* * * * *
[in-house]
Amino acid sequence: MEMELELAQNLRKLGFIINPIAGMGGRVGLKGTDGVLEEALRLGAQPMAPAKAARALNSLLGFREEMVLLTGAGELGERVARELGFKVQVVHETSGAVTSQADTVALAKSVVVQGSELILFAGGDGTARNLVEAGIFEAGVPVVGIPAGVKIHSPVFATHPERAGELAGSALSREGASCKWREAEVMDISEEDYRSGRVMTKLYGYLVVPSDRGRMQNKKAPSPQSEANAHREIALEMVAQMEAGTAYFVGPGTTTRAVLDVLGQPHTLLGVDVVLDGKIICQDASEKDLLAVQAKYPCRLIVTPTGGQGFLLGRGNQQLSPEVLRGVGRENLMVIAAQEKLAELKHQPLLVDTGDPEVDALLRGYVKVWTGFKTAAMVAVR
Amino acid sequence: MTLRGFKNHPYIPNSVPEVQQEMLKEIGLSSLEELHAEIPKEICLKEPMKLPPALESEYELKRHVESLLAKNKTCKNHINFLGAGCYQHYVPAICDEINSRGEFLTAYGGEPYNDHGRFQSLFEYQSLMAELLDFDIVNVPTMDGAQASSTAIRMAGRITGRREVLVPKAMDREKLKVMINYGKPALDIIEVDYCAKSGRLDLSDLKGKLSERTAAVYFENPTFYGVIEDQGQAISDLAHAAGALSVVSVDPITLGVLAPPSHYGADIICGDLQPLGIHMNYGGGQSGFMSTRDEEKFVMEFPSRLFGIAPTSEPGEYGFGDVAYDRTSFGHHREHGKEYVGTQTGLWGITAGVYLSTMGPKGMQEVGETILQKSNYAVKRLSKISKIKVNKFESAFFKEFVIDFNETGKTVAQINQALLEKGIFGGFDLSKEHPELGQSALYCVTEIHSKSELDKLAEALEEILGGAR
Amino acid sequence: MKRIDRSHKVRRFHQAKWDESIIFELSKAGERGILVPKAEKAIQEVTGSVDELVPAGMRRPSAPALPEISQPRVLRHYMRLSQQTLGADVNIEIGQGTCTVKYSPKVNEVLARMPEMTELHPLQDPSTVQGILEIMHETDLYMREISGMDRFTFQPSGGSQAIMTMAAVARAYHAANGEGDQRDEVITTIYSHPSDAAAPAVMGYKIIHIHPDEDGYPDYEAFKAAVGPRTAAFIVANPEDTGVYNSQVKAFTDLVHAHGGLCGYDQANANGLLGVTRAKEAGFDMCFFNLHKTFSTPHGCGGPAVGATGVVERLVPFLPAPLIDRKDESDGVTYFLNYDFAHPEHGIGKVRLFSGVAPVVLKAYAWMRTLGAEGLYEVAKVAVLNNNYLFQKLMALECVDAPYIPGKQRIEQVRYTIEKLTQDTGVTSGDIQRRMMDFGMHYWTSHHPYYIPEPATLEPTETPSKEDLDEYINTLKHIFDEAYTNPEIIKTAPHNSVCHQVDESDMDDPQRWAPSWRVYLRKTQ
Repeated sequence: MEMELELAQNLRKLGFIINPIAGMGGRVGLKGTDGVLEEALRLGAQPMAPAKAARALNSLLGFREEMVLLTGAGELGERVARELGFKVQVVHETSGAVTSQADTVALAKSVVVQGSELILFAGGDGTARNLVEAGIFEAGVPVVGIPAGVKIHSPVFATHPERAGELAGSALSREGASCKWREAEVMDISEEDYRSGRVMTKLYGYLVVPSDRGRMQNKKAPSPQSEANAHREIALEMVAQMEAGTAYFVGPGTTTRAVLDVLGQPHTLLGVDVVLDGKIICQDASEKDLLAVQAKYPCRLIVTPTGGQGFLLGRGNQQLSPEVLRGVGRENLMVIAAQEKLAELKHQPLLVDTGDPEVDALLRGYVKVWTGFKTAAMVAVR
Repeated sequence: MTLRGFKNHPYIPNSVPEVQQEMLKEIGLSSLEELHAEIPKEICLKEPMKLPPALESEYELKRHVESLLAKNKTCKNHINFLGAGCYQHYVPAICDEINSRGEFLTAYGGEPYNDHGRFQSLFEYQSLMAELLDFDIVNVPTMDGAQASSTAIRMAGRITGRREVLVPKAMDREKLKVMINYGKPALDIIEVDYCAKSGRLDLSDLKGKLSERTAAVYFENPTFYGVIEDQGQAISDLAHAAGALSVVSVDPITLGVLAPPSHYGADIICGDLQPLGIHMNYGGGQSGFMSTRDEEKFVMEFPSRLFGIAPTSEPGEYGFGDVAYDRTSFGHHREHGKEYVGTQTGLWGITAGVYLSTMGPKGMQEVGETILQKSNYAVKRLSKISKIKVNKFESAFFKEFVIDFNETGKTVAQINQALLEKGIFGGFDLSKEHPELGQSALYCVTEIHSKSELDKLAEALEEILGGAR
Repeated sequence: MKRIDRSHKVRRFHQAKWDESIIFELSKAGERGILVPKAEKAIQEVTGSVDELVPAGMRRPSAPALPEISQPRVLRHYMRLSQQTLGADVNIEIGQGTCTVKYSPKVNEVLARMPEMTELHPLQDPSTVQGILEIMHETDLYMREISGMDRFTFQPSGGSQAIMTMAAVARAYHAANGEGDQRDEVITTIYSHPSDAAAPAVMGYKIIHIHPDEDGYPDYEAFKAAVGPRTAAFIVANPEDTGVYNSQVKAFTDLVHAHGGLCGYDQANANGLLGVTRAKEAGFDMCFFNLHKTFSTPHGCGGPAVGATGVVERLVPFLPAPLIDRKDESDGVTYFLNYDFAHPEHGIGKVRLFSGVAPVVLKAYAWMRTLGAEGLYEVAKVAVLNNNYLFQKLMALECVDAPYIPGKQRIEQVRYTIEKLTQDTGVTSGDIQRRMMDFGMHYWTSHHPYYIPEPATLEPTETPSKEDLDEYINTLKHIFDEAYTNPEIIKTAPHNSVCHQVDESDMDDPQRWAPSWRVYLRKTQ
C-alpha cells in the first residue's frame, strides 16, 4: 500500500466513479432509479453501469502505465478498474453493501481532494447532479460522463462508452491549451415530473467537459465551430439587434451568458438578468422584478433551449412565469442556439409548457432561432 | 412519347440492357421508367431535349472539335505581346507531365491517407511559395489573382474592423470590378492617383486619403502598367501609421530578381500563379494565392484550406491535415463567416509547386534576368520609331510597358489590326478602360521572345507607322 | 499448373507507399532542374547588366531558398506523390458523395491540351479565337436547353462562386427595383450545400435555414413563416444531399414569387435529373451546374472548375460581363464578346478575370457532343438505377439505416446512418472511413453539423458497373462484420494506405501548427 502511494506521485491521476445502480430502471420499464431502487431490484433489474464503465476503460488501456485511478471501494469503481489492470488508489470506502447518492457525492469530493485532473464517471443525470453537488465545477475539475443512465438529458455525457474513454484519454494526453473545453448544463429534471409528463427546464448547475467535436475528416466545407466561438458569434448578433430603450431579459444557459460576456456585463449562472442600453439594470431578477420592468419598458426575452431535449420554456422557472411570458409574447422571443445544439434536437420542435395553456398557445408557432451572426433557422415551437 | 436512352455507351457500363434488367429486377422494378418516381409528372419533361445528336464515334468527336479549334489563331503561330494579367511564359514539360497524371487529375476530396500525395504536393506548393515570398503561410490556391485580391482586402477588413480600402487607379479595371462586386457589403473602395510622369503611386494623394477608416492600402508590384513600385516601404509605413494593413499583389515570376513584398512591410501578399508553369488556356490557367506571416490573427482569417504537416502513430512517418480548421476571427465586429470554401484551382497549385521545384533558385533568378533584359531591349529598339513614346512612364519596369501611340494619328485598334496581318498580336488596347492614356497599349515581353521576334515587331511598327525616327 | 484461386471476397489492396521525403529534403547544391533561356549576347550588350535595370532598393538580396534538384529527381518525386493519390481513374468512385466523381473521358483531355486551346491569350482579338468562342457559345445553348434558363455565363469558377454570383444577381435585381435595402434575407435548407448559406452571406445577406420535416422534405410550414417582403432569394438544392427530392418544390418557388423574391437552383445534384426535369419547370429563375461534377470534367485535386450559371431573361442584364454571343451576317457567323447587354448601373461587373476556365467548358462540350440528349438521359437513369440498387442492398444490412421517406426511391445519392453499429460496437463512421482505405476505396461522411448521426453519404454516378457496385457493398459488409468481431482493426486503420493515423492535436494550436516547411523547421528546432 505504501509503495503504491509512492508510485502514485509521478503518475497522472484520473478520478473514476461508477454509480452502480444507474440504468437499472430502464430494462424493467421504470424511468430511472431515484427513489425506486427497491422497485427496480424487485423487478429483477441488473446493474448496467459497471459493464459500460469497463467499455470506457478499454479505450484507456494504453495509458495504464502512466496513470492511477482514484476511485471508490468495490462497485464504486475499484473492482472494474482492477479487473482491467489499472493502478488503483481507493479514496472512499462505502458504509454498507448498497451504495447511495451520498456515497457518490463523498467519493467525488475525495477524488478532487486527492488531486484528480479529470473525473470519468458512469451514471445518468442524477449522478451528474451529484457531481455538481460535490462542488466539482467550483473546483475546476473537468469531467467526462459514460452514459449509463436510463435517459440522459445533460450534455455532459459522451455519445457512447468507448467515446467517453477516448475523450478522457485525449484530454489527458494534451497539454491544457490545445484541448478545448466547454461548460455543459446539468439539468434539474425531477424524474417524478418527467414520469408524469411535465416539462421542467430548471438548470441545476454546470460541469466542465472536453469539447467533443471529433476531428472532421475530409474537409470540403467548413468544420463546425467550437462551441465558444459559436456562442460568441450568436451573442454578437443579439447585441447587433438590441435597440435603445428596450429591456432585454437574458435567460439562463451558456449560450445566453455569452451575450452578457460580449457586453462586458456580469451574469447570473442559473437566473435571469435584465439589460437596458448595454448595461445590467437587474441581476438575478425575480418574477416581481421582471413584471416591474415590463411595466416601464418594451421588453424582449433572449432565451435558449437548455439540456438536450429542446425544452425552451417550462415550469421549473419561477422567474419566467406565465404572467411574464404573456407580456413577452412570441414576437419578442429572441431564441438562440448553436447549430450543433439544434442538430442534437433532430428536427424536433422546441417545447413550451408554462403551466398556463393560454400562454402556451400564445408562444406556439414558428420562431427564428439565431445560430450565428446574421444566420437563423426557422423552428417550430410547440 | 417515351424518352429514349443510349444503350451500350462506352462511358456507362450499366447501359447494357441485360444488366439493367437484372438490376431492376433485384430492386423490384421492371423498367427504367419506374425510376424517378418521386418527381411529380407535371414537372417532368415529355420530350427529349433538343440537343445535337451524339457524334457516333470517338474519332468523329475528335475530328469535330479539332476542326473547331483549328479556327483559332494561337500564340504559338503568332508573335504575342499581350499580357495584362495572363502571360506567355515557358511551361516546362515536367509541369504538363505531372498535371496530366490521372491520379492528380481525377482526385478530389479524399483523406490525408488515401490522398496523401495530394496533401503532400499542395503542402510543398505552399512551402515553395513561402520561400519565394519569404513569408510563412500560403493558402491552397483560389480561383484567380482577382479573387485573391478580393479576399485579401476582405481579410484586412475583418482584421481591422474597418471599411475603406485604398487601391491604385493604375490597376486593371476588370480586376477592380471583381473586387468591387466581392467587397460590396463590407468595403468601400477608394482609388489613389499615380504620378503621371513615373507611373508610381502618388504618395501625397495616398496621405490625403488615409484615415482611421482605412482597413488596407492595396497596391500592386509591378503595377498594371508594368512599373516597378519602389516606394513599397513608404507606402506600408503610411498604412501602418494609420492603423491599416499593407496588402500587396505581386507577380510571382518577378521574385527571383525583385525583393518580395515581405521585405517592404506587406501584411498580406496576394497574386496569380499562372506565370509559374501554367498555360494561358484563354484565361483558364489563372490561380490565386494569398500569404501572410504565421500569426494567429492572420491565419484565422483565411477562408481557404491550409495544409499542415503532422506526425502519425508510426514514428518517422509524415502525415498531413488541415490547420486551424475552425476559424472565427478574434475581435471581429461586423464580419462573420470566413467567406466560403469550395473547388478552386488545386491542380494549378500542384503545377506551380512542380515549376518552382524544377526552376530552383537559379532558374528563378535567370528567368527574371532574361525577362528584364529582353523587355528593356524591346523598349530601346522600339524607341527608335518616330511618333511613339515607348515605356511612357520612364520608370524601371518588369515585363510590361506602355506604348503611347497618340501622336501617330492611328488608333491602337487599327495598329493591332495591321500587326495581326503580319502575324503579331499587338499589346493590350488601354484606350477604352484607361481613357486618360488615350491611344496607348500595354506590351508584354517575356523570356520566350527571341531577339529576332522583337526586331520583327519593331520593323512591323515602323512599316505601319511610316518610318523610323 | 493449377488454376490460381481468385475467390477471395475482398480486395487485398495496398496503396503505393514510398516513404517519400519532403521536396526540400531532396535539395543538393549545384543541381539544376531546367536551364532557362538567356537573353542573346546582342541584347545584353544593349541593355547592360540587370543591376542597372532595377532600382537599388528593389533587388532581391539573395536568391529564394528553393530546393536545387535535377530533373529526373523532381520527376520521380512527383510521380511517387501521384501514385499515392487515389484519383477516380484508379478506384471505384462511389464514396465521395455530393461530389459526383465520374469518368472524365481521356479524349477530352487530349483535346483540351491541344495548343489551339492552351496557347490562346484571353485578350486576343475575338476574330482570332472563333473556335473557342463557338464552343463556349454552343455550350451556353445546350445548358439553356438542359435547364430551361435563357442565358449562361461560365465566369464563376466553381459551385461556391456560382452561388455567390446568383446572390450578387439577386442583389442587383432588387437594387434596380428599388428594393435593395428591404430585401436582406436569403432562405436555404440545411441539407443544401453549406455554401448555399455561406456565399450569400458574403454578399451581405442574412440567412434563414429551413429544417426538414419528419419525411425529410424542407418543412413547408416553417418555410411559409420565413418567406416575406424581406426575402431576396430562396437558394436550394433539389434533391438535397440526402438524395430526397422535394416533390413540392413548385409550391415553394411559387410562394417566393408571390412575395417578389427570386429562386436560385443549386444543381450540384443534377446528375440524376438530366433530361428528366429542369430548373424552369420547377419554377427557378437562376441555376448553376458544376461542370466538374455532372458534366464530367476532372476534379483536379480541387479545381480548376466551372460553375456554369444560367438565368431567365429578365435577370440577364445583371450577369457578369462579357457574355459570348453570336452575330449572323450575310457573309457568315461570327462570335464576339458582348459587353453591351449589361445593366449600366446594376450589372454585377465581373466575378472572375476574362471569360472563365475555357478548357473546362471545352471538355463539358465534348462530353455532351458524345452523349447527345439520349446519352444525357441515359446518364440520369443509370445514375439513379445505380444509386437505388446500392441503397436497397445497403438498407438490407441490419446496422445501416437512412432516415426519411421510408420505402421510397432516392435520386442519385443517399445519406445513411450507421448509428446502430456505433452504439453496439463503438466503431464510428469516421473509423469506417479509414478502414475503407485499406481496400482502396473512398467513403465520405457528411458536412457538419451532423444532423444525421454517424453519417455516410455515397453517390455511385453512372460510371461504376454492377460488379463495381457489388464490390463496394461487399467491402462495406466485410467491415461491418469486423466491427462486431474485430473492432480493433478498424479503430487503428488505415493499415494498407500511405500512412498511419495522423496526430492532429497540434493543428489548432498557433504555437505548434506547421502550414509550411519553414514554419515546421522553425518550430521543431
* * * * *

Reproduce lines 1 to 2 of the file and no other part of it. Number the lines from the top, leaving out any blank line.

[in-house]
Amino acid sequence: MEMELELAQNLRKLGFIINPIAGMGGRVGLKGTDGVLEEALRLGAQPMAPAKAARALNSLLGFREEMVLLTGAGELGERVARELGFKVQVVHETSGAVTSQADTVALAKSVVVQGSELILFAGGDGTARNLVEAGIFEAGVPVVGIPAGVKIHSPVFATHPERAGELAGSALSREGASCKWREAEVMDISEEDYRSGRVMTKLYGYLVVPSDRGRMQNKKAPSPQSEANAHREIALEMVAQMEAGTAYFVGPGTTTRAVLDVLGQPHTLLGVDVVLDGKIICQDASEKDLLAVQAKYPCRLIVTPTGGQGFLLGRGNQQLSPEVLRGVGRENLMVIAAQEKLAELKHQPLLVDTGDPEVDALLRGYVKVWTGFKTAAMVAVR